The panel will begin with a five-minute introduction summarizing ideas from various scholars, then feature slam performances by three high school students. After the performances the students will briefly discuss the origins, evolution and discoveries of their respective voices. This will be followed by a question and answer session.


11:20 a.m.-12:20 p.m.

Sesson 3A
RC 146

Session Chair: Monica Hogan, Johnson County Community College

They Is?
Valerie Brown-Kuchera, Fort Hays State University

The presenter will review the history of “they” as a singular; provide an update on APA, MLA and Chicago guidelines; examine how standardized tests are handling the issue; and give teaching strategies that address the use of singular “they.” Participants will leave with handouts and a resource list.

“I Don’t Use a Wheelchair”: Why Students May Struggle to Identify with Disability Narratives in the Classroom
Muffy Walter, Washburn University

We will explore how the marginalized identity of the disabled is often problematic, even derogatory. Ignorance surrounding disability can be eradicated through education, and colleges play a crucial role here. This presentation discusses how disability pedagogy may open a dialogue for students to see their own identity in disability with conviction.

Sesson 3B
RC 157

Session Chair: Michael Carriger, Johnson County Community College

Media Voices: Getting Past the “Bias” Frame in First-Year Composition
Dan Cryer, Johnson County Community College

First-year composition students often accuse information sources coming to any strong conclusion as being biased—and therefore suspect—regardless of source credibility. I designed two assignment sequences centered on bias and credibility in modern media, resulting in nuanced and satisfying conversations with students on these topics.

Facing Unconscious Bias while Reading “Recitatif” by Toni Morrison
Linda McHenry, Fort Hays State University

Some students believe they do not hold unconscious bias and others are unaware of their unconscious bias while reading Toni Morrison’s “Recitatif.” While initially uncomfortable facing unconscious bias, the ways students analyze the main characters’ voices and internalize the context cues offer important lessons about their unconscious bias.

Sesson 3C
RC 175

Voice, Choice and Promoting Diversity: Why Offer Alternatives to the Essay?
Naomi Wood, Kansas State University, panel chair
Kristen Emig, Kansas State University
Kristin Chaney, Kansas State University
Macy Davis, Kansas State University

What better way to encourage a range of voices and perspectives in the classroom than by staging multimediated engagement with diverse literary texts? This presentation showcases some possibilities. In a multicultural literature course, students generated advertisements, playlists, newspapers, and collages that responded intellectually and emotionally to young adult literature by diverse writers.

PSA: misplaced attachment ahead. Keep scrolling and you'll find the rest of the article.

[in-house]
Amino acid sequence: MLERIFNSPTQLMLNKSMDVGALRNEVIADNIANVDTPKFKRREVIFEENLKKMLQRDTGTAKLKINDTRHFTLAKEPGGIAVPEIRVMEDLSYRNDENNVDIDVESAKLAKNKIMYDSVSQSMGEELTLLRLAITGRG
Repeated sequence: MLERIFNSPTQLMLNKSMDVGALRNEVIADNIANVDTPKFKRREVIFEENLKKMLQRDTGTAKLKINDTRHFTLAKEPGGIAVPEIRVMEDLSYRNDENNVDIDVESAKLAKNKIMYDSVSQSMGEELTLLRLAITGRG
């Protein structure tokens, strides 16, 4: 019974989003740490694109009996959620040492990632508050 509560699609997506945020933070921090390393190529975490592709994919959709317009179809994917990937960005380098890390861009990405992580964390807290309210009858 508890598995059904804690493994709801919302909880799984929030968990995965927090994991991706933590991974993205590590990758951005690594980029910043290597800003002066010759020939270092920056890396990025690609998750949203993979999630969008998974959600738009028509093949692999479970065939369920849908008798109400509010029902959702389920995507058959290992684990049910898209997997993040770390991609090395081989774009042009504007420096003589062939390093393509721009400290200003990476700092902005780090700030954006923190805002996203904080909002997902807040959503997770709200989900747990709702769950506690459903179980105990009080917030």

Sesson 3D
RC 183

Session Chair: Andrea Broomfield, Johnson County Community College

Bringing Students to Voice Through Feminist Pedagogy
Cheryl Hofstetter Duffy, Fort Hays State University
Cassidy Locke, Fort Hays State University

“Feminist Pedagogy” does not mean teaching about feminism! Instead, it means following key principles that can help students claim their identities and, for some students, move from the margins toward full participation. Come learn about those principles and a variety of practical strategies worth trying in your own classroom.

Incarcerated Voices and Permission to Write at the Chillicothe Women’s Prison
Daniel J. Martin, Rockhurst University

Incarcerated students understand permission in a way others do not. Their bodies and actions are constrained but so are their voices, not just by official constraints but also by the dynamics of incarceration. Some observations from prison apply to our work with students on the outside.

Sesson 3E
C 270

Varied Literary Voices Empowering Student Voices
Ashlie Thomas, Emporia High School, panel chair
Blair Falldine, Emporia High School
Josey Sands, Emporia High School
Danica Rothe, Emporia High School
Amanda Mendoza, Emporia High School
Kaitlyn Just, Emporia High School

Through a wide variety of literary voices—multicultural, female and embattled especially—we teachers can empower student voices that previously have been underrepresented and/or repressed. By employing these literary models, instructors can help students connect with literature, find their voices and recognize their right to be heard.

Sesson 3F
RC 101B

In Their Own Words: An Open Mic Poetry Opportunity
Beth Gulley, Johnson County Community College

Looking for a chance to raise your voice? This session is an open mic poetry reading. Come and read an original poem, one of your students’ poems or a poem you love. If you didn’t bring a poem along, write a twaiku or simply enjoy the poetry of others.

RC 101

Luncheon and Keynote

Hare & Bell Award Recognition
Kathryn Byrne,
Professor of English and Writing Center Director
Johnson County Community College

Keynote: Kathleen Blake Yancey,
Florida State University